End comes for Kaneohe Marine helicopter squadron
MARINE CORPS BASE HAWAII, KANEOHE (HawaiiNewsNow) - A squadron at Marine Corps Base Hawaii has traded Sea Stallions at Kaneohe for Ospreys in California.
A late-afternoon ceremony Thursday marked the re-designation and relocation of Marine Heavy Helicopter Squadron 363, also known as the "Lucky Red Lions." The squadron's battle colors were flown one last night before they were ceremonially wrapped by outgoing commander Lt. Col. Mark Revor.
"Kind of a sad day as a former Red Lion myself, seeing another one of our squadrons say goodbye," said Col. Richard Caputo Jr., commander of Marine Aircraft Group 24 at Kaneohe. "Sundown (for) the venerable 53-D aircraft."
The event marking the end of the Marine helicopter unit didn't include any of the CH-53D Sea Stallions. They're all being retired, with only 12 remaining in Afghanistan.
The aging aircraft also made news in March of last year, when one of them went down on the sandbar at Kaneohe Bay during a training flight, killing one marine and injuring three others.
Six other Kaneohe marines died last January when another Sea Stallion crashed while the squadron was deployed in Afghanistan.
Despite those mishaps, the unit kept going.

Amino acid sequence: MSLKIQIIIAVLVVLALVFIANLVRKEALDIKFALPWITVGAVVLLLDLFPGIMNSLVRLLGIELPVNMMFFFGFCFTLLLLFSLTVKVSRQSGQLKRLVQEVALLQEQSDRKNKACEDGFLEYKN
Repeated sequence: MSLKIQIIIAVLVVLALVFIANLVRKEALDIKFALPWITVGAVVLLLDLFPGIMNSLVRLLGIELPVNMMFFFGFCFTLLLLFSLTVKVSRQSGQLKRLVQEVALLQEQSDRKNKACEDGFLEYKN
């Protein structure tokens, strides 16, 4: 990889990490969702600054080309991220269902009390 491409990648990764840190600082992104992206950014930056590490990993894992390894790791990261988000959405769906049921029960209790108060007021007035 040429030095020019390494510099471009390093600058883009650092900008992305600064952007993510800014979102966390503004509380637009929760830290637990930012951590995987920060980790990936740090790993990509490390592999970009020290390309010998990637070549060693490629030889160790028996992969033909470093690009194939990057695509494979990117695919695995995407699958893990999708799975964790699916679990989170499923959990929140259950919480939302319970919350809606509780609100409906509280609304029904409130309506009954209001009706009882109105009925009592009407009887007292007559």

"There was still infantry on the ground that needed support, there were still people that wanted to fly rather than drive across IED-strewn roads, and so they recognized the mission, got themselves together, and we got back in the aircraft and got back on the mission," said Revor.
A new commander, Lt. Col. Timothy Miller, unfurled the unit's new battle colors, making its new designation as Marine Medium Tiltrotor Squadron 363. It will fly MV-22B Ospreys, the military's latest transport aircraft, which flies like an airplane but can take off and land like a helicopter. The Ospreys are in California, where the unit will be based for the next three years at Air Station Miramar before it returns to Kaneohe in 2015.
It's the end of an era, but the beginning of another for the squadron.
"We identify ourselves as 53-D pilots, or whatever it might be," Revor said. "So when a squadron moves on, it's the same name, it's the same name, it's the same lineage, but it will be a different group, a different designation, a different aircraft, but it's all the Marine Corps."
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